At Netroots Nation, Lessons from a Big Win

I'm at the Netroots Nation conference today, and this morning I sat in on a panel titled "Handcuffs. Conventional Wisdom and Dirty Oil: Activism's Big Win Against the Keystone XL Pipeline." The headliner was environmental activist Bill McKibben, who is considered the driving force behind a movement that came out of nowhere to pressure President Obama into delaying construction of the pipeline last fall.

McKibben and his co-panelists had some interesting takeaways from their initial success (and it's just initial, the Keystone project has been delayed, not killed; indeed, Mitt Romney has vowed to approve the pipeline on his first day in office - a statement, McKibben wryly noted, that signaled just how central activists have made a once-obscure concern).

McKibben spoke of the importance of making Keystone a national issue, rather than just a regional one. Focusing on the pipeline's potential impact on global warming, he said, was central to that effort. He also talked about refraining from ad hominem attacks on President Obama - activists, he said, couldn't do the president the favor of looking like an angry mob. Instead, the message was: "we know you'll live up to your promises."

But the most important lessons of the campaign, he argued, were those activists learned about taking on fossil fuel companies. That's the key, he said, to long-term success. The Keystone issue was rather unique in that the president, alone, had the power to make a decision - limiting the impact of an enormously powerful energy industry. Winning the larger fight will require a head-on confrontation with that industry - a confrontation his organization,, will shortly engage in, he promised.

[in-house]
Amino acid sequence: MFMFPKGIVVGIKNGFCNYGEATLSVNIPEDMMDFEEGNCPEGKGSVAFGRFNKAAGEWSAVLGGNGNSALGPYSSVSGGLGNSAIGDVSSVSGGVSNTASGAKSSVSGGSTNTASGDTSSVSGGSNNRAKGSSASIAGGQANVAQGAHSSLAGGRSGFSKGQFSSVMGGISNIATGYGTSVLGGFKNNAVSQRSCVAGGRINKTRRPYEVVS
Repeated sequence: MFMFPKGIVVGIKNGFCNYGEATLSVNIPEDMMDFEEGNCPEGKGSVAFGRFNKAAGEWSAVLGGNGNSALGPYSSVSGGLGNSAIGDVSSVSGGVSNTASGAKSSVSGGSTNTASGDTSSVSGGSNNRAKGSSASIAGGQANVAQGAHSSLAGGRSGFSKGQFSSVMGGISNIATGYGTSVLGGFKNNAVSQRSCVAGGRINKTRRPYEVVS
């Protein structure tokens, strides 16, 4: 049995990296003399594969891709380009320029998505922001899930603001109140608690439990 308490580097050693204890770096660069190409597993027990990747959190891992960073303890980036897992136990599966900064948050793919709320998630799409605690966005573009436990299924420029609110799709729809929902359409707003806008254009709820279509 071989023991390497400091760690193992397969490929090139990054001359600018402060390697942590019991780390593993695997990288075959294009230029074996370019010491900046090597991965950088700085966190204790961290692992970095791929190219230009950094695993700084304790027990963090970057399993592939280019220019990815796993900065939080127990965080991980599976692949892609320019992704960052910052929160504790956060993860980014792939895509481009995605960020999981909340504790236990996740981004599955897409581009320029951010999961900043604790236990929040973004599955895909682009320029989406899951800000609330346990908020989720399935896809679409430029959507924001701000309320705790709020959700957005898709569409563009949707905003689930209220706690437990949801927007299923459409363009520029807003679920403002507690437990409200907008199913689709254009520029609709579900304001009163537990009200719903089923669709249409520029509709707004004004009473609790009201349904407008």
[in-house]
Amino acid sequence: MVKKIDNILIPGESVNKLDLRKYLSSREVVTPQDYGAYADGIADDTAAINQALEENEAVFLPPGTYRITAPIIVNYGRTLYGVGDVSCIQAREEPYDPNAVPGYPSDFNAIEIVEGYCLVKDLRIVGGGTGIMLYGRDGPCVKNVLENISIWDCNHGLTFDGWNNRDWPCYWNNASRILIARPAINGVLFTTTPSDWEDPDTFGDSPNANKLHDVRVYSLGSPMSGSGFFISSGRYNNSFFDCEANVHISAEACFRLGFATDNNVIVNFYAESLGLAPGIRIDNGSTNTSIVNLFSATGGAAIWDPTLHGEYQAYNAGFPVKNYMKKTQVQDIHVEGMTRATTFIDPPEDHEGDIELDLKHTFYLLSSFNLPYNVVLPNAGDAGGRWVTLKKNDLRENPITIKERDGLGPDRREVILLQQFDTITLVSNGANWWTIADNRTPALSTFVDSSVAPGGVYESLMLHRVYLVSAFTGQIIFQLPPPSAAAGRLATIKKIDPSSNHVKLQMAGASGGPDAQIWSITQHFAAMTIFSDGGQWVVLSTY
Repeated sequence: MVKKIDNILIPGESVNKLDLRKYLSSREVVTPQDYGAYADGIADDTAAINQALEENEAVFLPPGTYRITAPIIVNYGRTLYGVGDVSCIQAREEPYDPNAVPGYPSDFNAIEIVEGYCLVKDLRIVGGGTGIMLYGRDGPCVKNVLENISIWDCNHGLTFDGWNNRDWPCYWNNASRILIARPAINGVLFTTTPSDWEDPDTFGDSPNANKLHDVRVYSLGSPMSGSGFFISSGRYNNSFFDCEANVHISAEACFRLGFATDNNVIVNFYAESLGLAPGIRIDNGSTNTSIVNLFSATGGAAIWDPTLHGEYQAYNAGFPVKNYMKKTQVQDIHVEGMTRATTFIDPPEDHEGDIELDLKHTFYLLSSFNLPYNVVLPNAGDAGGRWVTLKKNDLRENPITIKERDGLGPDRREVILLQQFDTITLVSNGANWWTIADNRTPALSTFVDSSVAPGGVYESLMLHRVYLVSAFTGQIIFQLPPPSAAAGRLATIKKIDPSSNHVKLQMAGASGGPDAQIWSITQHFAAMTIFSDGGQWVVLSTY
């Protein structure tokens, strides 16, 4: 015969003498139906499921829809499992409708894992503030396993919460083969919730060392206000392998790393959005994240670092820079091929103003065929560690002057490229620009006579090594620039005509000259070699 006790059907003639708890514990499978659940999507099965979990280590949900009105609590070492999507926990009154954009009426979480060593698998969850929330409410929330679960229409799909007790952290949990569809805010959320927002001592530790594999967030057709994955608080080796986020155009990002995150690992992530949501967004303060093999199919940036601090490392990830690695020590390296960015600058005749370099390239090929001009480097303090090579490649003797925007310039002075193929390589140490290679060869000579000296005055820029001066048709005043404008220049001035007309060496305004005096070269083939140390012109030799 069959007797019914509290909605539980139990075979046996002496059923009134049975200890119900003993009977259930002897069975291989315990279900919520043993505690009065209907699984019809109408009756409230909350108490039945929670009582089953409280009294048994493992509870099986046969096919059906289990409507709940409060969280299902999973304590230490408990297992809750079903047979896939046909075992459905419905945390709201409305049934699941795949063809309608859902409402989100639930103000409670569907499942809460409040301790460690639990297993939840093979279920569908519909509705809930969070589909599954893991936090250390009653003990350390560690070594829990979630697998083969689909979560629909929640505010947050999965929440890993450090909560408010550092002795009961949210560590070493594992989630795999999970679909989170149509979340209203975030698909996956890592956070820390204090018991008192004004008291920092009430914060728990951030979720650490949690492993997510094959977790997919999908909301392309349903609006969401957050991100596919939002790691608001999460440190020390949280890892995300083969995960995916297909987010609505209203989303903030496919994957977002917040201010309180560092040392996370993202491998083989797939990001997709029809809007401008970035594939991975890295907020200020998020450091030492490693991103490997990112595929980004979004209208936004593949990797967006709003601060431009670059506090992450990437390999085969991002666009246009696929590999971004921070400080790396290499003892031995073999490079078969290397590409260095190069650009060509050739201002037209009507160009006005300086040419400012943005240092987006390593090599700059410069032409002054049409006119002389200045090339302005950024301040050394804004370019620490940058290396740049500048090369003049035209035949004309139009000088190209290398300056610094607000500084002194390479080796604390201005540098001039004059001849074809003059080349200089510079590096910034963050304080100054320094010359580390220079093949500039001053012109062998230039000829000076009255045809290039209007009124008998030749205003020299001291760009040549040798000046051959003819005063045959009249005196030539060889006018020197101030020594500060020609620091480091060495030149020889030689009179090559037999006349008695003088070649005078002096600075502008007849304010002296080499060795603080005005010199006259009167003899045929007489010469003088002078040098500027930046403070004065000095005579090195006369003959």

Another panelist, Becky Bond, president of the CREDO SuperPac, offered five takeaways of her own:

1) You need a strong theory of change. The typical environmentalist strategy - let's try to make this bill better in the Senate - is no strategy at all, she said. She credited McKibben with coming up with an effective approach to Keystone: this is the president's decision alone, let's focus on him.

2) "It's important to escalate." If what you're doing isn't working, don't keep doing it.

3) Pick a tactic and stick with it. Don't have a "day of action" on Capitol Hill or at the State House. Have your supporters call or show up every day for three weeks; the anti-pipeline activists, for their part, hounded President Obama at every public appearance.

4) Don't back down when the powers you are trying to influence agree to have a conversation with you. The temptation is to take the meeting, be happy with your access, and moderate for a time. Bond said if they give you a meeting, it's a sign you're getting to them. Keep at it.

5) Don't wait for the coalition to form. The groups that led the charge on the Keystone fight were not the big, established environmental organizations - though those organizations came to play an important role. If the core activists sat around waiting for the cavalry, Bond said, they wouldn't have won.

There were other tactical successes, too: getting some of Obama's biggest donors, for instance, to join the protest.

But the fight is far from over. As McKibben suggested, it's possible to envision gay rights activists winning their fight in the coming years. The environmentalist's fight will never end - unless it ends in defeat.

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